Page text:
Ahead of a planned launch of its lower-cost Model 3 late next year and a ramp-up of total vehicle production from about 50,000 units 2015 to 500,000 units in 2018, Tesla Motors (NASDAQ:TSLA) is attracting notable new talent. And its latest hire from Apple (NASDAQ:AAPL) reinforces the company's ability to attract top-notch professionals.
An important hire
About a month after Tesla's lead public relations representative Khobi Brooklyn left the company, the young automaker has hired public relations talent from Apple. After working for Apple's public relations team for over eight years, Sarah O'Brien recently updated her job in her LinkedIn profile to Sr. Director of Communications at Tesla, as pointed out on Friday by Electrek.
O'Brien's LinkedIn profile shows at least 12 years of public relations experience. At Apple she initially held a position working as PR for the company's music offerings in the tech giant's EMEIA (Europe, Middle East, India, Africa) markets, and she more recently worked on communications for iPhone --up until this month -- according to her LinkedIn profile.
O'Brien has stepped into a role with a turbulent history. Brooklyn was head of Tesla's global communications only for several months, following Ricardo Reyes' 18-month stretch as the PR team's lead -- which was actually his second time at Tesla as its head of communications. Reyes had left Tesla in 2012 to work at mobile payments start-up Square.
It's good to see Tesla pulling talent from a company with a long track record of effective public relations. Communications efforts are arguably among Tesla's most important initiatives, as the company doesn't pay for advertising, opting to instead rely on press coverage, word-of-mouth marketing, and unconventional marketing tactics. In addition, Tesla's aggressive push of new technologies like long-range electric vehicles and its driver-assisting Autopilot often leads to abnormal levels of scrutiny in the media.
A recruiting spree
This hire follows several other important hires for the company.
Late last year, Tesla recruited Google's former VP of finance Jason Wheeler as its new chief financial officer, following former Tesla CFO Deepak Ahuja's retirement. Wheeler joined Tesla as the company doubled down its efforts to generate operating cash flow from Model S and Model X ahead of planned big spending for its higher-volume Model 3 production. And Tesla reinforced its finance team even more in September, when it hired solar industry veteran Eric Branderiz to join as the company's corporate controller and chief accounting officer, just ahead of Tesla's attempt to acquire SolarCity.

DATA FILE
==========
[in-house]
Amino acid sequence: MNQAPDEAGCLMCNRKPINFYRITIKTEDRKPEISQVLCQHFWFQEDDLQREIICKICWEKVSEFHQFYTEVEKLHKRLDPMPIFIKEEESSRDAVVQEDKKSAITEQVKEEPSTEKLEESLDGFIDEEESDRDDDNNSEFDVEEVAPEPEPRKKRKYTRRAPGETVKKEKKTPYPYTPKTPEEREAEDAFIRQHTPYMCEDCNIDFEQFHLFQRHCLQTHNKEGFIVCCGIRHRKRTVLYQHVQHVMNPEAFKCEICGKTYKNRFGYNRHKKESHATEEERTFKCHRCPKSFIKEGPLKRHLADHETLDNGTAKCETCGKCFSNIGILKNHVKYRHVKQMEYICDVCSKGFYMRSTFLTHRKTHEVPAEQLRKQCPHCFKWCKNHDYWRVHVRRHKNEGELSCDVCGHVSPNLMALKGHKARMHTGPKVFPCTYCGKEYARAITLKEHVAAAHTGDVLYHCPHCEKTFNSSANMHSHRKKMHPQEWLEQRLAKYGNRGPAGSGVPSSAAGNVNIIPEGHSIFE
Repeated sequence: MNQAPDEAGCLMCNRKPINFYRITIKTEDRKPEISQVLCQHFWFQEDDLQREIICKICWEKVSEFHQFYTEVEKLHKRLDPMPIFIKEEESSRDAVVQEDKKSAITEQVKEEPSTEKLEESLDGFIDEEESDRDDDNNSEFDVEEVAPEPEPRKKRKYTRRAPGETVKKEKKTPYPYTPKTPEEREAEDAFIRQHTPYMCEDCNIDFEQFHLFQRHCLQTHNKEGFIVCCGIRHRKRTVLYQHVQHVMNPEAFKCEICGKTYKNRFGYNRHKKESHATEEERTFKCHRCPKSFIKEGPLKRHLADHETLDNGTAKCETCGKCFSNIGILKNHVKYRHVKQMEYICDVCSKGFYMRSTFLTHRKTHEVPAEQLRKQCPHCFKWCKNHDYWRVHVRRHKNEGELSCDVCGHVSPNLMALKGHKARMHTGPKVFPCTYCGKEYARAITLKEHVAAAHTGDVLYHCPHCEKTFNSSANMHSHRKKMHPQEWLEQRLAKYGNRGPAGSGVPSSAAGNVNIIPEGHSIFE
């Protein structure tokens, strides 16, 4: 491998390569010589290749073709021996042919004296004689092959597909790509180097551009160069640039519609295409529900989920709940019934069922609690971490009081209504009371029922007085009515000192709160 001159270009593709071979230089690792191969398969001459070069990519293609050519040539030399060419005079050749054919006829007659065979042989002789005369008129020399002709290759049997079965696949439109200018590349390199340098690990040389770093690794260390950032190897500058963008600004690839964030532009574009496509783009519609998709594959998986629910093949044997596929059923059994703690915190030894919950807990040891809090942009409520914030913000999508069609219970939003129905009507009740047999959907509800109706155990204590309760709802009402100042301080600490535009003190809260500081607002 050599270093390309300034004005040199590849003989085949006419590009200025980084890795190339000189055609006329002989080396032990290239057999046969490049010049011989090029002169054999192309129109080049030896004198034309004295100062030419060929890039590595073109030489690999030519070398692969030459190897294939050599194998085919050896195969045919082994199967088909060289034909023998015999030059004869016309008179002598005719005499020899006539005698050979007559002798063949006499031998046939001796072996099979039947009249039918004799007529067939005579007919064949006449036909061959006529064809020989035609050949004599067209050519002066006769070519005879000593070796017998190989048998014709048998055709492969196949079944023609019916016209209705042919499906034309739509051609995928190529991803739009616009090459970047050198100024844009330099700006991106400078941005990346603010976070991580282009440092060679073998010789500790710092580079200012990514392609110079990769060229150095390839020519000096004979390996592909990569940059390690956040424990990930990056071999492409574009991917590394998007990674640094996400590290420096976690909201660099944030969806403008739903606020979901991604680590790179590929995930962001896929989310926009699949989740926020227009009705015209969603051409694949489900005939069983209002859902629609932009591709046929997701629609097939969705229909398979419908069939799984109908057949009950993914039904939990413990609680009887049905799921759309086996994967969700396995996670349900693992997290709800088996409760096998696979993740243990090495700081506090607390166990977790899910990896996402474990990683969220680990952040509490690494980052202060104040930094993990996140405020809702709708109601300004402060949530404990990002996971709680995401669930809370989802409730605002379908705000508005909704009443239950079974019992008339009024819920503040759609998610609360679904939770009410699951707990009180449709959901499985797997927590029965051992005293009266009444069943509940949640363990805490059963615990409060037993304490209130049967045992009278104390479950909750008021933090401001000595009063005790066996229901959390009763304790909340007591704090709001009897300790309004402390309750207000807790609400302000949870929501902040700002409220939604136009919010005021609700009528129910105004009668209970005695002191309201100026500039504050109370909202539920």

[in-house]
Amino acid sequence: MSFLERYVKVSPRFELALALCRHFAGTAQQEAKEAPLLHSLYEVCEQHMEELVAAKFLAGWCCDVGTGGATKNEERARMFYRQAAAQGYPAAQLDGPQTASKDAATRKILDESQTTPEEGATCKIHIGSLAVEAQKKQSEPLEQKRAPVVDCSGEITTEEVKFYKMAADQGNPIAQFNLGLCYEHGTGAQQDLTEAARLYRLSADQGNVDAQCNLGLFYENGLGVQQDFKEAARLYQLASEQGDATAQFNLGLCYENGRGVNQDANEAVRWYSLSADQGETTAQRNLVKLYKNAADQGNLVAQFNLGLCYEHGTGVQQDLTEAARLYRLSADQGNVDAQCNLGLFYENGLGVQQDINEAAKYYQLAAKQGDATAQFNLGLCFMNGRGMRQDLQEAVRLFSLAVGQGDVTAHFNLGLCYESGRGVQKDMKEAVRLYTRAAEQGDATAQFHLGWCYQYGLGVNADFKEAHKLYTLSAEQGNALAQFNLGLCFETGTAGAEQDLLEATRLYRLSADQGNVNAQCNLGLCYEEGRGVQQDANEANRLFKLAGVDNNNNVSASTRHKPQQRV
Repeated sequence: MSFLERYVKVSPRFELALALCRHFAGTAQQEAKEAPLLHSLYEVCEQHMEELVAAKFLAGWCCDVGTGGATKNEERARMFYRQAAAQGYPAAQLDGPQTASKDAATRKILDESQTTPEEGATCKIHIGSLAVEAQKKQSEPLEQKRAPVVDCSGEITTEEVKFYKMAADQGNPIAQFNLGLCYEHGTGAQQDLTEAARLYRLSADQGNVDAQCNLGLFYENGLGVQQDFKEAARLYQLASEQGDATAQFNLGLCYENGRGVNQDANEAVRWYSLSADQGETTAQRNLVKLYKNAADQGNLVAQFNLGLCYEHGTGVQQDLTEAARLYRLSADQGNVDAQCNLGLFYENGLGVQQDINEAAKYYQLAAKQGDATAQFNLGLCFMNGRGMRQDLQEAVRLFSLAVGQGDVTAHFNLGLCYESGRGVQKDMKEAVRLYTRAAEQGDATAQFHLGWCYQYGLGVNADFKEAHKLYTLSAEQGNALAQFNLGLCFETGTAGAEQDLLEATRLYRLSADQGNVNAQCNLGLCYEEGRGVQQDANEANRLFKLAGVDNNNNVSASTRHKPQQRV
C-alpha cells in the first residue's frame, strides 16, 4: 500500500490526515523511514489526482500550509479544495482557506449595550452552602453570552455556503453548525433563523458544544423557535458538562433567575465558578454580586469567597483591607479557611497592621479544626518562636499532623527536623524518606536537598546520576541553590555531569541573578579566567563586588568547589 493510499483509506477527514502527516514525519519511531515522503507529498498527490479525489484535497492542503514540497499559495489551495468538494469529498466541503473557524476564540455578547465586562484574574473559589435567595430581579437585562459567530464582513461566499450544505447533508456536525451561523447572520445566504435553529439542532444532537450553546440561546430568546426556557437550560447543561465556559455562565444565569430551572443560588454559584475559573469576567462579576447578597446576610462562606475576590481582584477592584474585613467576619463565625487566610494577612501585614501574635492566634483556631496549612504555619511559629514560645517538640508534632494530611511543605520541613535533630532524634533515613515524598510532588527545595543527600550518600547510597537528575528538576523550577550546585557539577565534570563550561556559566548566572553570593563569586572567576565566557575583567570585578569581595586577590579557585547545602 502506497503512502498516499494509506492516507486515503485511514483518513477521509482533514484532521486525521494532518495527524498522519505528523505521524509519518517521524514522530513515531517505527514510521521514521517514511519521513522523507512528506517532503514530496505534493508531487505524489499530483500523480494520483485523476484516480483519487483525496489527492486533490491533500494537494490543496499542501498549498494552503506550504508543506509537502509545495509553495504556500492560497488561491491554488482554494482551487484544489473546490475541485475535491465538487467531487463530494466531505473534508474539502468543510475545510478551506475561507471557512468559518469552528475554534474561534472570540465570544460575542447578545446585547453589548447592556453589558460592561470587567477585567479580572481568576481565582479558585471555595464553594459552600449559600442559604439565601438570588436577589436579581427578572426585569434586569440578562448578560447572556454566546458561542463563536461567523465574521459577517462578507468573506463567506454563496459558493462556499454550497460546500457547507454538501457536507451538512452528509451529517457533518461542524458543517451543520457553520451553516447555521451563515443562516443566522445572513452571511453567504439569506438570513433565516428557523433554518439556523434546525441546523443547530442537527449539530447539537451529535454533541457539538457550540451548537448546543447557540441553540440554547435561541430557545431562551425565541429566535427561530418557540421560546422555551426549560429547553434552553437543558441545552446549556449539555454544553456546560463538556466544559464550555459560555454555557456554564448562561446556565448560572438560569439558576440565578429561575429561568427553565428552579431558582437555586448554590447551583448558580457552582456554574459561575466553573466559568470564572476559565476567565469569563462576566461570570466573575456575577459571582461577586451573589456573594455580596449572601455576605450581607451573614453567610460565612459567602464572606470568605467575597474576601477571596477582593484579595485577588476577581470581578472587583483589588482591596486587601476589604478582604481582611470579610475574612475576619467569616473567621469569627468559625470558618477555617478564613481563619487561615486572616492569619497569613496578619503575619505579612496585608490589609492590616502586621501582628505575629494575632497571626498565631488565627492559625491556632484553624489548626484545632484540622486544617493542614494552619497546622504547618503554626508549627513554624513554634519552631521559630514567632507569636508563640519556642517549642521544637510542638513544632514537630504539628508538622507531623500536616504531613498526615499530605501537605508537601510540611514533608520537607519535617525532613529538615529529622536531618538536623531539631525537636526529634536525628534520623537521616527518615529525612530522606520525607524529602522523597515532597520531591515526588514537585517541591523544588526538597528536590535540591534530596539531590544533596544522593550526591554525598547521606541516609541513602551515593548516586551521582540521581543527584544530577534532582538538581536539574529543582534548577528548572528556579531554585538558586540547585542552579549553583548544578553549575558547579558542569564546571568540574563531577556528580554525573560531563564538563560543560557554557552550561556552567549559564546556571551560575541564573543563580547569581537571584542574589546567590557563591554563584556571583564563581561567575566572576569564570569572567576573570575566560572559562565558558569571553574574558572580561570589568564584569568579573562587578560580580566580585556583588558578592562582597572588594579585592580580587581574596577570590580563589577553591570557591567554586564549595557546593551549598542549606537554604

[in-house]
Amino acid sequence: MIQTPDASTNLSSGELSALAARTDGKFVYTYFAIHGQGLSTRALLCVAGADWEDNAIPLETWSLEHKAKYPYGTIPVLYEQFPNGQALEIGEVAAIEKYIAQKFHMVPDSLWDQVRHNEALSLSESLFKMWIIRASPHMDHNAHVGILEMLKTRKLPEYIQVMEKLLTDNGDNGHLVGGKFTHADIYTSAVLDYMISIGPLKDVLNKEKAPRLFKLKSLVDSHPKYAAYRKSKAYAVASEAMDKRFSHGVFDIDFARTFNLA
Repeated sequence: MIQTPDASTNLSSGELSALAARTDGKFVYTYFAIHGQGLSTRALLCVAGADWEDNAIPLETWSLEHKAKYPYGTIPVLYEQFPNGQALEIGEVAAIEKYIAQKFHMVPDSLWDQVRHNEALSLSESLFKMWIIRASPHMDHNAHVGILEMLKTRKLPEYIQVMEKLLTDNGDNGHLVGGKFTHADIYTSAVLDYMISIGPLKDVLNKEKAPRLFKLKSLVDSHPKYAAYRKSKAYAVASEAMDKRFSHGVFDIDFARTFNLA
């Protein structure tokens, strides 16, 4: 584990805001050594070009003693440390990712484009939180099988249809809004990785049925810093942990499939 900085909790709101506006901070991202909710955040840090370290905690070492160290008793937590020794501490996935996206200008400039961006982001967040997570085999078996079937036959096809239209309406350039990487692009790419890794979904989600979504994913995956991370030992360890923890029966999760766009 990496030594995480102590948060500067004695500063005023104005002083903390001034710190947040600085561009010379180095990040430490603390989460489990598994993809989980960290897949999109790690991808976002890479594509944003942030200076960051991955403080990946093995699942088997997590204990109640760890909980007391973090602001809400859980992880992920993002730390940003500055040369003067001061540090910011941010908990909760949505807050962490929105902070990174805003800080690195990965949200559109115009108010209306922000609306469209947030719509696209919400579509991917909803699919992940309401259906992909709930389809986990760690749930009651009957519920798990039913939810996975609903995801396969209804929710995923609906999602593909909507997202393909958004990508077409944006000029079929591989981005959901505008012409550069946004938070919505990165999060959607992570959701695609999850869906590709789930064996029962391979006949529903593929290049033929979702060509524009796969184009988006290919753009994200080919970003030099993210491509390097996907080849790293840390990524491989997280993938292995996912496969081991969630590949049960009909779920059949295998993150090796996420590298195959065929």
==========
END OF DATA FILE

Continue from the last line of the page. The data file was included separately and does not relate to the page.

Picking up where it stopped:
Tesla has also made some notable manufacturing hires recently. In May, it poached Volkswagen's head of manufacturing of its Audi A4, A5, and Q5 vehicles, representing production of about 400,000 vehicles per year. The company followed up this manufacturing hire with the recruitment of Apple's director of reliability engineering, David Erhart. Erhart will reportedly take on the role of senior director of reliability.
Of course, Tesla's recent track record of attracting talented executives isn't spotless. Adding to a history of crossing over between Tesla and Apple, Tesla's vice president of vehicle engineering Chris Porritt left Tesla in late 2015 and eventually joined Apple.
A growing, talented team of experienced executives doesn't necessarily make Tesla a more attractive investment since it is expected from a company preparing to increase production so rapidly. But it's at least confirming the automaker's ability to attract top talent from market leaders. And Tesla's latest PR hire, in particular, fills an important role for the company at a critical time.
Daniel Sparks owns shares of Apple, SolarCity, and Tesla Motors. The Motley Fool owns shares of and recommends Apple, SolarCity, and Tesla Motors. The Motley Fool has the following options: long January 2018 $90 calls on Apple and short January 2018 $95 calls on Apple. Try any of our Foolish newsletter services free for 30 days. We Fools may not all hold the same opinions, but we all believe that considering a diverse range of insights makes us better investors. The Motley Fool has a disclosure policy.